Conceptual Framework Phase A — Objective and Qualitative Characteristics

Date recorded:

The Board discussed 'cross-cutting issues' relating to relevance and reliability and their component characteristics that were identified during the series of meetings held in November and December 2004 with small groups of Board members and staff. The Board also discussed some 'non-issues' related to the same qualitative characteristics.


The staff asked the Board to consider the question: What does relevance mean, and of what does it consist? Predictive value, confirmatory or feedback value, materiality, timeliness?

The Board seemed to agree generally with the staff although some Board members expressed concern about the use and context of the 'predictive value' notion. The Board seemed to suggest that better words could be used to describe the predictive value notion although the intention being to retain the current meaning attached to the term.


Faithful representation, including completeness and substance over form

The staff recommended that faithful representation continue to be identified as a key quality (or subquality) of accounting information, a quality that includes completeness and leaves no room for representations that subordinate substance to form. The Board generally expressed support for the direction taken by the staff on this issue. A number of Board members expressed their support to eliminate the term 'substance over legal form' from the Framework as it has the same meaning as 'faithful representation' therefore it cannot be a subset thereof. An explanation will be added, together with examples, to the Basis for Conclusions in order for constituents to follow the Board's thinking on this issue - that is, the notion of 'substance over legal form' is subsumed within the notion of 'faithful representation'.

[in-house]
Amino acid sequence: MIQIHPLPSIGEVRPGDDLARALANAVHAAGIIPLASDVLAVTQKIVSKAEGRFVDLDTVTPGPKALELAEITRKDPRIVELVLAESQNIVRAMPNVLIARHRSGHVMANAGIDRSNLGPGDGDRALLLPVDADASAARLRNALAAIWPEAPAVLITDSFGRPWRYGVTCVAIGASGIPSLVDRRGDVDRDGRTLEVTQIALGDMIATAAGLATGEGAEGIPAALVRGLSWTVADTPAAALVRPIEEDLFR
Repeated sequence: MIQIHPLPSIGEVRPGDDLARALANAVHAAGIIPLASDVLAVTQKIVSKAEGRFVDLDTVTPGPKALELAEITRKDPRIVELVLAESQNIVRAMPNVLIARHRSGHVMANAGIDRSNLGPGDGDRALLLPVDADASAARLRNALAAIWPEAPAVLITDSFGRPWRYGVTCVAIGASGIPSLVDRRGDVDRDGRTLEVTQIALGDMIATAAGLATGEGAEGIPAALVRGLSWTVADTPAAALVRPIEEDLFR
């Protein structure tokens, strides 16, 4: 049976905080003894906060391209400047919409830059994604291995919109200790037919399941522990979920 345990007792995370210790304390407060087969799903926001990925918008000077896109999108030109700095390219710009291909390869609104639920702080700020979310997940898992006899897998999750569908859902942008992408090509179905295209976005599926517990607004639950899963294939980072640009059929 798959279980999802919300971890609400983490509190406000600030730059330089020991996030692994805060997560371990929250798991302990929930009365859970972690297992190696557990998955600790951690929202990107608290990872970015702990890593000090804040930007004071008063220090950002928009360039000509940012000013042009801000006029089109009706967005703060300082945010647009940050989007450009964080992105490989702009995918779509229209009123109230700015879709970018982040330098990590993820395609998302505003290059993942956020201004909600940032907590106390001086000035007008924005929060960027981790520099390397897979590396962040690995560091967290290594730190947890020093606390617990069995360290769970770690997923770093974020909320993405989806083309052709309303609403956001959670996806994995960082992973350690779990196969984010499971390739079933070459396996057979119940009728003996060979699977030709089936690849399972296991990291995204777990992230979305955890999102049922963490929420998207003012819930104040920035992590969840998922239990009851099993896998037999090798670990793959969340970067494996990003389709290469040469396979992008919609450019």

Verifiability, including precision and uncertainty

The staff expressed agreement with the IASB Framework on the need for financial information to be free from material error in order that it can be relied on by users. The staff also agrees with the FASB Concepts Statements and others that the way to assure users that they can rely on the information is for it to be verifiable, preferably by direct verification. The staff therefore recommended that verifiability be included as a quality or sub-quality, with an explanation that emphasizes that being verifiable is necessary to provide assurance to users that the information is free from material error, as well as representationally faithful, complete, and neutral.

The Board agreed with the staff that the characteristic of verifiability is required in the framework. The Board also suggested clarifying that the notion of being able to 'vouch' is a subset of 'verifiability'.

Neutrality, including freedom from bias, prudence, and conservatism

The staff expressed reluctance to continue to include conservatism or prudence in a list of qualitative characteristics of accounting information together with neutrality. The clash of concepts is glaring. The Board agreed that the notion of conservatism should be eliminated but some guidance should be included in the Framework that requires the careful consideration and use of caution when faced by uncertainty (e.g. estimates).

On the issue of reliability, the staff pointed out that among accountants, usage of the notion varies. Many seem to equate reliability with verifiability, not representational faithfulness. In addition, different Standards have different hurdles for what represents 'reliable' measurement - is this because different meanings of reliable are applied (e.g. depending on desired outcome)? Or is it because of different trade-offs between relevance and reliability? Or is it the influence of conservatism? Why is some information 'sufficiently' reliable for balance sheet recognition but not for income statement (e.g. valuation changes recognised directly in equity)? These issues will be discussed by the Board at a future meeting.

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